As I was researching this article, I watched again the short video of how the reintroduction of wolves to Yellowstone dramatically altered both ecology and landscape as the natural balance of predator and prey was re-established. Another thing I saw posted was the endangered species list, populated by some of our most beloved wild creatures… as well as top predators whose presence in the ecological chain affect the balance of nature in ways we are only just learning to understand. We share this planet with an unknown number of species. We do not even know how many. Species reach the natural end of their evolution all the time and become extinct… that is part of the natural cycle of life on earth. Yet the WWF estimates that the current rate of extinction is between a thousand and ten thousand times higher than it would be without human action. I wonder how long it will be before we ourselves are on the endangered list, having so far overset the ecological balance of the earth that it can no longer sustain us?

And what mother will weep for us then?

50 thoughts on “Five minutes of film

  1. I wish I could feel sadness reading this post, but what I feel instead is ANGER – and impatience. WHY do humans insist on remaining such a cruel and unthinking species? (and, ahem, continue to allow them to run our governments)

    Neuroscientist Jaak Panksepp – aka “the rat tickler” and considered the father of Affective Neuroscience – has been ringing this bell for *decades* now (supported by cruelty-free experiments in his lab).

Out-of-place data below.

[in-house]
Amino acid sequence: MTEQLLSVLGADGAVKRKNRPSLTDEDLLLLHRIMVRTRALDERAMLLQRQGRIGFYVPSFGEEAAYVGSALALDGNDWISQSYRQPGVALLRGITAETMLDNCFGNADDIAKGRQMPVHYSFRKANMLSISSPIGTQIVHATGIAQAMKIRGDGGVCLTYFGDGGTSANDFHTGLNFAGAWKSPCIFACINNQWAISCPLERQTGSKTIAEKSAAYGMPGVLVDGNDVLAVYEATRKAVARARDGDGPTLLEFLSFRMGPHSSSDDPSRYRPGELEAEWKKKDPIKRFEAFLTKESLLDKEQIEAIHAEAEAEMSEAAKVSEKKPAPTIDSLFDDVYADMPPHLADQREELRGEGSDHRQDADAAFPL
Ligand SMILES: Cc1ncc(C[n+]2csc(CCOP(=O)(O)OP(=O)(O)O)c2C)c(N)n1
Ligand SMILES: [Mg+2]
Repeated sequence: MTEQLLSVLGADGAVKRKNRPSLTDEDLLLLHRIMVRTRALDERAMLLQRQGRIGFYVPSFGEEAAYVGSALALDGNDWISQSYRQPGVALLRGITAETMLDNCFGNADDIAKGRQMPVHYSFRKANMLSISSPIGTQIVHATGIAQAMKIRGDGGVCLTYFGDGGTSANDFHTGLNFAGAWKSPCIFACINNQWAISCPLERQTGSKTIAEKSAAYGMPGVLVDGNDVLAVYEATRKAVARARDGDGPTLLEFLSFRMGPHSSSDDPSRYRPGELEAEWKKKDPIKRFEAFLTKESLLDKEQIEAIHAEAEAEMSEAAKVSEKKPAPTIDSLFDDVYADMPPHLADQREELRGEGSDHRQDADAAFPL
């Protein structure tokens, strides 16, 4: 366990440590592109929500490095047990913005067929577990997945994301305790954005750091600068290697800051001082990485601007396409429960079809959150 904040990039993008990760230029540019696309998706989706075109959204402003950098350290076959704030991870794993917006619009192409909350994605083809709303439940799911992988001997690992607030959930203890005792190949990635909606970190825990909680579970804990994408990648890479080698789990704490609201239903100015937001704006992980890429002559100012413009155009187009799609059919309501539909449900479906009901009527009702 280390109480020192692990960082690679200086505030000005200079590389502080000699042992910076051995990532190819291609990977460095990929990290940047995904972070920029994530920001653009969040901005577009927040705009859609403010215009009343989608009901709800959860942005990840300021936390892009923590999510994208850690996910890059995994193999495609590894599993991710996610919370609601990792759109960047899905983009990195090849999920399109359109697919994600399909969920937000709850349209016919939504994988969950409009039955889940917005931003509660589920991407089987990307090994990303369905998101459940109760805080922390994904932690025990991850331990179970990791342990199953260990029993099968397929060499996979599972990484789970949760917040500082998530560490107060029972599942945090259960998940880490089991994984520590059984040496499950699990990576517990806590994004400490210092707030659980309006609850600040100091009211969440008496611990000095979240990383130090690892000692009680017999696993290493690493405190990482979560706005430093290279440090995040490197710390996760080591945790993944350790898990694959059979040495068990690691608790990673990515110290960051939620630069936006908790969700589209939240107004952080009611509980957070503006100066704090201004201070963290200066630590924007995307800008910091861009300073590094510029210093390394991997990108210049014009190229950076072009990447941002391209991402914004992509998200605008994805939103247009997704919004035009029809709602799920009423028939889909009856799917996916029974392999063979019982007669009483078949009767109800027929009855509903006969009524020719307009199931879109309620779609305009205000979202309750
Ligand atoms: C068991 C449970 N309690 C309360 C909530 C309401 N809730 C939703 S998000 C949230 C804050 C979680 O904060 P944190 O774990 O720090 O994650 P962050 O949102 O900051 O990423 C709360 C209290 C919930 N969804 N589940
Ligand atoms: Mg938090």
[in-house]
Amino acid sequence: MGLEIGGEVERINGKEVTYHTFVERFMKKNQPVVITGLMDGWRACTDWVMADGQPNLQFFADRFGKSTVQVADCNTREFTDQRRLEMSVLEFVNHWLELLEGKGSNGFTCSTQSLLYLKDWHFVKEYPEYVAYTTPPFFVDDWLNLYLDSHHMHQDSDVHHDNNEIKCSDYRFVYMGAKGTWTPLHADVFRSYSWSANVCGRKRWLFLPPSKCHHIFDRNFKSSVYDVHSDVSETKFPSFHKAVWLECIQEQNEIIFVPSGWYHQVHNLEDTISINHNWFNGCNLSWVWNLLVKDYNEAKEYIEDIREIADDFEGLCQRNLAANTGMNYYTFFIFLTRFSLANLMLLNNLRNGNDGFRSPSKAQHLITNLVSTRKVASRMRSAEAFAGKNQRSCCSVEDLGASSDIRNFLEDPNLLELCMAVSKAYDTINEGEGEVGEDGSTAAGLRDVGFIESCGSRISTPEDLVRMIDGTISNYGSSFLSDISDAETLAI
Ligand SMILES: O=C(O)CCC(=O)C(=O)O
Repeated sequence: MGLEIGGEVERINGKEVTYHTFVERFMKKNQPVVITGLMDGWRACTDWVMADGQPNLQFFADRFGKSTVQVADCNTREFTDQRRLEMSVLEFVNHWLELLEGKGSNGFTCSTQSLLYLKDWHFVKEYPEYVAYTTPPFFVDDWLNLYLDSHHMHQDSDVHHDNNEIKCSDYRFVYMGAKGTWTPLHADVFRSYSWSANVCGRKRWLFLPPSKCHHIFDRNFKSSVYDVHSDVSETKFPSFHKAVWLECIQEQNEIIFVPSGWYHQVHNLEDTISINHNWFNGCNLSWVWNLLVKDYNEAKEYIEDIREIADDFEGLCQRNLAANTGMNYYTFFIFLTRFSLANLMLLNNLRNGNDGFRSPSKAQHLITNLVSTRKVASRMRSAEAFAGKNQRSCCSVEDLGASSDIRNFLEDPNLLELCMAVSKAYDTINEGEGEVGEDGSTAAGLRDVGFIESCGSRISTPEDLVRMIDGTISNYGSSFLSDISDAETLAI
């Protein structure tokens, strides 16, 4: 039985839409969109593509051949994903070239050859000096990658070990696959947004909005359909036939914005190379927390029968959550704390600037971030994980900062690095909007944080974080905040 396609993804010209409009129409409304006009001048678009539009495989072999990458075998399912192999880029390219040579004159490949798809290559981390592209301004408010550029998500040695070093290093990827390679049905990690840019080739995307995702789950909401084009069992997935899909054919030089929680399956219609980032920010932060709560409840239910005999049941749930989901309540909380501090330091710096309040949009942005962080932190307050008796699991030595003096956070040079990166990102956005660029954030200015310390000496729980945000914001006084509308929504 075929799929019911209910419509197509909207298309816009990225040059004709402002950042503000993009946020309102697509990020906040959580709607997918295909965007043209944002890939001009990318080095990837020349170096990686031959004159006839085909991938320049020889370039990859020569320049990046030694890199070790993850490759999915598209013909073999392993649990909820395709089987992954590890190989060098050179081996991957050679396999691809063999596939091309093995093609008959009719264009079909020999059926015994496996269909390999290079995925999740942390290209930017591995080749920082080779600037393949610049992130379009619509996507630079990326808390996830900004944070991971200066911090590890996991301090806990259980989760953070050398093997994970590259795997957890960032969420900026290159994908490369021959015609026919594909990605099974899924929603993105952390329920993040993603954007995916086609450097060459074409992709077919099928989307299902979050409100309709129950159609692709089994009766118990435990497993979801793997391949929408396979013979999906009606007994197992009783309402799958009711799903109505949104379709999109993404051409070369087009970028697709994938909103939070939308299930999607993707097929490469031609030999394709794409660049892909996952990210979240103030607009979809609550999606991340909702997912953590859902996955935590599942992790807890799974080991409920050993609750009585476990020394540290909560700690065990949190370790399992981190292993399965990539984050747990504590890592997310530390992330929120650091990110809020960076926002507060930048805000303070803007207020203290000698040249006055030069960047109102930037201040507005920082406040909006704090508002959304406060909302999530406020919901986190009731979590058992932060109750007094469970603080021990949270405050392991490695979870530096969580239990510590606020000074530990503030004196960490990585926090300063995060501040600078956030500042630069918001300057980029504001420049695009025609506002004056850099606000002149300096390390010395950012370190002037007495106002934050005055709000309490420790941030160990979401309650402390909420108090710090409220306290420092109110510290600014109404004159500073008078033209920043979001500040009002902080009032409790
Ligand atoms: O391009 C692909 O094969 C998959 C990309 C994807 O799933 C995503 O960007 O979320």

He has remained practically a lone voice among the science crowd, his scientifically-supported views seconded primarily by the observations of anthropologists alone. He firmly asserts that, in addition to pain, ALL mammals feel similar emotions – including fear, joy, depression, loss and grief. Only now are *a few* other scientists beginning to wake up and acknowledge his assertions – and it makes me crazy!!

    Unless and until scientists are willing to embrace the reality of our similarities, they will be forever missing many other important links that could lead to remedies for other brain-based maladies. EVEN if they lack empathy entirely, wouldn’t you think that idea alone might open a few closed minds?

    Use the search-box at the top right of my site to search for his name or the title of an older article to learn a bit about his work. [Is Activation “Seeking System” Dependent?].

    I recently posted an article about the Brain-Science Podcast, and Ginger has interviewed Panksepp *several* times as well – all worth the time to hear. (That article is still available from my right sidebar, and includes links to lists of interviews and guests where you can easily find him – near the bottom).

    I hope Ani’s Boy is feeling better, btw.
    (Madelyn Griffith-Haynie – ADDandSoMuchMORE dot com)
    ADD Coach Training Field founder; ADD Coaching co-founder
    “It takes a village to transform a world!”

    Liked by 3 people

    1. I’ve read about Panksepp and his work… and that of others too over the past few years. We still seek to define everything in our own terms…which is possibly all we can do, but we are slowly moving towards a better understanding. xx

      Liked by 1 person